Triangle Offense Shooting Drill
Shooting Off the Triangle

The triangle offense is a part of a great many basketball plays, and for good reason - when it is run well, it frees up at least one of the players for a decent shot, and it flows well into a lot of plays. This shooting drill works on improving players' abilities to shoot when that triangle opens up shots; it helps them to better understand when the shot will open up, where to look to pass, and in general, helps them play basketball better.

The triangle offense is not, on its own, an offensive play. But if you look at the movements within this mini-play, you'll see a lot of good stuff happening - pass and screen away, pick and roll out to basket, cutting off a screen to the ball - and if you break apart a lot of man-to-man offenses, and even some zone offenses, you'll find this little set of movements in quite a few, pretty much exactly as you find it here.

This is a shooting drill centered around the triangle movement. It reinforces the movement first of all, but also focuses the players on identifying and taking the shots as they become available.

Triangle Offense Drill

Players Involved: 3

Equipment Needed: 1 basket + 1 basketball

When running this drill, the first round should be run without shooting, with the focus solely on the movements required of the drill. Subsequent rounds should then focus on the shooting - taking the shots as they come available, with players trying to get passes in and take shots from every position, with every cut.

Triangle Offense Drill
How this Shooting Drill Works

  • Players take up three positions as in the diagram - one at each corner of the foul line, one at the low post on the block. One player at the foul line (#1) has a ball

  • The player with the ball (#1) passes across the foul line to the player opposite (#2)

  • #1 immediately screens for the player on the low post (#3) who cuts up to #1's position

  • #1, after making the screen and waiting a moment to simulate the contact, rolls out to the basket and flashes to the opposite post
Triangle Offense Drill

The same sequence of movement is now done on the opposite side of the key.

  • #2 passes the ball across the foul line to #3
  • #2 immediately sets a screen for #1, who cuts to the top of the key in the position vacated by #2
  • #2 rolls out of the screen to the basket, flashing across the key to the opposite low post. Again, #2 must wait a moment before rolling to simulate the contact that would normally be made during the screen in a game situation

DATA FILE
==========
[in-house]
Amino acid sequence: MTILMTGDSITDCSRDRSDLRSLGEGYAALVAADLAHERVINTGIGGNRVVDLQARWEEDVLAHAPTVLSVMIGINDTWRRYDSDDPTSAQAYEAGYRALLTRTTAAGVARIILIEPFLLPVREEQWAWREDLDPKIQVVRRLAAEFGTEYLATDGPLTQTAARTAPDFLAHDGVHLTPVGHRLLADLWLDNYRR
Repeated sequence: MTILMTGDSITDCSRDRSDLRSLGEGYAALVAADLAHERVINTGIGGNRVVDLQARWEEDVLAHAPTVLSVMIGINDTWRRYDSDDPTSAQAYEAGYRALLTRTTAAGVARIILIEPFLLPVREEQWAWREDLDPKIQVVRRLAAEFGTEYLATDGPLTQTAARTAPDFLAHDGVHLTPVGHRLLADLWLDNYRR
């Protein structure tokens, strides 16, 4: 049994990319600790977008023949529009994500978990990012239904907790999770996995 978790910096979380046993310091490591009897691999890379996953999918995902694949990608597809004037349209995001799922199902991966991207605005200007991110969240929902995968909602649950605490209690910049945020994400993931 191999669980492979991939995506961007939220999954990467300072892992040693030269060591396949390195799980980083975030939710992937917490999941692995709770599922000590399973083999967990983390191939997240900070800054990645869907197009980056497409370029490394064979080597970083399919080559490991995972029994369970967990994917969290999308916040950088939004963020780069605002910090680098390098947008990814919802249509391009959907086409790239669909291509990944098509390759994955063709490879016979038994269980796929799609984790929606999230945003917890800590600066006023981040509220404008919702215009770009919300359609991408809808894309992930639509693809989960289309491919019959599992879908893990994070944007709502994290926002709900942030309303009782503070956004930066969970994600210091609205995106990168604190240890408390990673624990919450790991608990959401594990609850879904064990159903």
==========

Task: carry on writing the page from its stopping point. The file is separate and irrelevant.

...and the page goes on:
Triangle Offense Drill

And the drill continues in this fashion for a few minutes, until the coach is satisfied that the players understand the movements and can run them well. Then, in the next round, players take shots from the various positions, with either the coach calling out which shot to take or the players simply rotating shots at random.

Shots Players Should Look For

This triangle offense opens up several shots, with these being the main shots players should be looking for:

  • Jump shot from foul line upon receiving pass across (including when low post flashes to top off screen)
  • Drive from foul line upon receiving pass across (including when low post flashes to top off screen)
  • Baby hook/reverse layup as they roll out from the screen beneath the basket

A few more coaching points

  • Players should be receiving the ball at the foul line in ready position to shoot, pass or drive (triple threat position) - balanced with knees bent, low center of gravity, squaring immediately to the hoop, ball in shooting hand and non-shooting hand supporting it, eyes fixed on a point just below rim
  • On the jump shot, ensure good form; shooting just as the player reaches the peak of the jump, jumping straight up
  • When setting screens, remind players to practice setting screens properly (easy to get lazy on this in practice)

The triangle offense is a great practice drill for several things - shooting, screens, passing - but it is also a great introduction to players on the movement that happens within a basketball play, regardless of the play you are using. Work this drill into your practices, especially at the beginning of the preseason as an extension of your screening fundamentals and before you introduce your offensive plays.

"Continuous effort - not strength or intelligence - is the key to unlocking our potential."

- Liane Cardes